The foreign secretary has just taken a huge political risk on behalf of the prime minister.
He has re-framed the Brexit debate by saying it's a choice between "a version" of her deal or - probably - no Brexit, because he thinks parliament would find a way to block a no-deal Brexit and won't be able to rally around an alternative Brexit.
Jeremy Hunt also said it would be impossible for her deal to win the meaningful vote unless there are "legally binding" changes to the Northern Ireland backstop - which the EU has ruled out.
So that sounded like de facto confirmation from the top of the government that she will lose on Tuesday.
What is he doing?
Well his ostensible motive was to persuade Brexit-supporting MPs to change their minds and back the PM, at the last - by scaring them that they won't get the no-deal exit some of them want, and that by voting against the PM they are highly likely to keep us in the EU.
But there are, as I say, considerable risks to this strategy.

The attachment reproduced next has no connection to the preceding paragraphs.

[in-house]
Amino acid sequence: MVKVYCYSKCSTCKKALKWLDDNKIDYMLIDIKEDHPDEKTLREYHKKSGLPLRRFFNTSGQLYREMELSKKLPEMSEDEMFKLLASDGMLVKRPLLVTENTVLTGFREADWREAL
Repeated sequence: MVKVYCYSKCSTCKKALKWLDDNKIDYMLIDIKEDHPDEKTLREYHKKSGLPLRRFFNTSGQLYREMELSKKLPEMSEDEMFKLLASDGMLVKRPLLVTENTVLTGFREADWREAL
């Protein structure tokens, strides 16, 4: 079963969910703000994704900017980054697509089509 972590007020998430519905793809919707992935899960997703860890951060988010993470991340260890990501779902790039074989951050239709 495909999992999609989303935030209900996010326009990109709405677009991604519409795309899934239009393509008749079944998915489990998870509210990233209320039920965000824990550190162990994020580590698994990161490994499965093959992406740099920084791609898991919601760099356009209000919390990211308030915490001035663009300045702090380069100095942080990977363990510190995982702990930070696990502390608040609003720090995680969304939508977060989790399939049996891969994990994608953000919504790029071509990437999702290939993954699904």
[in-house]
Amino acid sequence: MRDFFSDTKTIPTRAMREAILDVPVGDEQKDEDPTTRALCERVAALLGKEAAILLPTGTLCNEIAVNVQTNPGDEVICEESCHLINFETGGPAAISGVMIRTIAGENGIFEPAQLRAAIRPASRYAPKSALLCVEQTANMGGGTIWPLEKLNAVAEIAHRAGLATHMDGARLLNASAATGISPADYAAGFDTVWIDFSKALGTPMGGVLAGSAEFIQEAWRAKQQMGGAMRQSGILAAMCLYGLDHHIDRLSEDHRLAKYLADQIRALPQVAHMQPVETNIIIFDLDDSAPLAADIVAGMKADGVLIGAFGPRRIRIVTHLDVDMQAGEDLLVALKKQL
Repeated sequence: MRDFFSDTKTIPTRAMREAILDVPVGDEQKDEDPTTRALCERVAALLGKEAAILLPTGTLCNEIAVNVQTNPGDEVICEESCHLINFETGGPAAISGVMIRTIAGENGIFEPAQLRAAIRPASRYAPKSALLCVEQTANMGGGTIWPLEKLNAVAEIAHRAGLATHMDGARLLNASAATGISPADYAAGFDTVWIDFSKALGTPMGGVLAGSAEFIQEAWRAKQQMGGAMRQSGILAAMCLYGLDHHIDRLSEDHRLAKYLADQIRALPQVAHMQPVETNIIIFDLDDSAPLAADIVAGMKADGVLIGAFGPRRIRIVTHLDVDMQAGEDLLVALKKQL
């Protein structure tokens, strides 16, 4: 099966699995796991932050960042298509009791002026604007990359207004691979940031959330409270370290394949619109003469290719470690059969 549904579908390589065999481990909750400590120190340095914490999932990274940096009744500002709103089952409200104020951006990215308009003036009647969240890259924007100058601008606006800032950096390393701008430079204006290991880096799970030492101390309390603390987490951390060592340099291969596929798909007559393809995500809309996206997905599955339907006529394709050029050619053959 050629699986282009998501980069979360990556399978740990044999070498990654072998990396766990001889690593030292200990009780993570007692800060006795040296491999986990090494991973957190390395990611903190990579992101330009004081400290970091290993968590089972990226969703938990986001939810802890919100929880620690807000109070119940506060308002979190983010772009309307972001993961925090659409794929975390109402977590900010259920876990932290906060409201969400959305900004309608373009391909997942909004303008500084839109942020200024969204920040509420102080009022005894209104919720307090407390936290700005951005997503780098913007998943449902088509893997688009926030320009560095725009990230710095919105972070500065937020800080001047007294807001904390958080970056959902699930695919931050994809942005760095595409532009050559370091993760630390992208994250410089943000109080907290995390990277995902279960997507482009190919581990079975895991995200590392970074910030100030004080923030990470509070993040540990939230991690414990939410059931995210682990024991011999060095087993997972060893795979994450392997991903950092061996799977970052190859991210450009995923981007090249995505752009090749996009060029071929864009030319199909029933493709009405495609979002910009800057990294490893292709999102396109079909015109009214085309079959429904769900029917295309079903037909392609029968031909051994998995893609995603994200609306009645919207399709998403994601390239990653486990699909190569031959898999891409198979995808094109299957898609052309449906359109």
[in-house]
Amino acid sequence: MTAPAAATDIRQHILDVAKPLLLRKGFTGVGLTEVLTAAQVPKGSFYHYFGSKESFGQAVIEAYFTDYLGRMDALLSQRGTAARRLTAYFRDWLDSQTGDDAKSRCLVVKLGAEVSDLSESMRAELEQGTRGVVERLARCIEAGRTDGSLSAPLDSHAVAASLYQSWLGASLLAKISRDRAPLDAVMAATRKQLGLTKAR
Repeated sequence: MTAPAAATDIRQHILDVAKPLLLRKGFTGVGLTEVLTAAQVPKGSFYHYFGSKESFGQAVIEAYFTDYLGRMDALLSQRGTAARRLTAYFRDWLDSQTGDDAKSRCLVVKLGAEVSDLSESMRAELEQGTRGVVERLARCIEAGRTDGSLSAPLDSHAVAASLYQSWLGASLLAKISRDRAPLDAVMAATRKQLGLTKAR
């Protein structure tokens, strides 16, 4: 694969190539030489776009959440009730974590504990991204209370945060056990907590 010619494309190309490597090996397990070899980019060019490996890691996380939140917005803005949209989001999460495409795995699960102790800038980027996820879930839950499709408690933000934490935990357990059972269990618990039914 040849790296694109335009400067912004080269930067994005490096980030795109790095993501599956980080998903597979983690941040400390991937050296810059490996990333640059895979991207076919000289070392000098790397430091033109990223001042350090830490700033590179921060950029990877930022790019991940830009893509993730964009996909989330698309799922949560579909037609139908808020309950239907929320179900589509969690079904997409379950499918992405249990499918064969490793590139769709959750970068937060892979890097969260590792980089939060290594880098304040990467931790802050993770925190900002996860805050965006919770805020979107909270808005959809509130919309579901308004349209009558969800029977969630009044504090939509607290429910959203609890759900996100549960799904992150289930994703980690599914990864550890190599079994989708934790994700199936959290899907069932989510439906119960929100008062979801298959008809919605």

One is that it won't persuade many true Brexiters, especially since he spent a good chunk of his interview on the Today Programme conceding the PM's Brexit plan is deeply flawed.
Another is that, at a time when morale in the People's Vote camp was flagging, and when they feared the likeliest outcome was some kind of super-fudged Brexit (hardly even in name only), he has reassured them there is a route to a referendum (if the foreign secretary thinks there is, surely there is).
So even if he persuades a few wobbly Brexiters to vote with the PM on Tuesday, he has guaranteed that Tory MPs who want a referendum will not be wooed back to her cause.
As has been his style recently, Jeremy Hunt has just chucked an enormous rock into the Brexit pond.
Goodness only knows whether it will set the good ship Theresa May back on course, or sink it.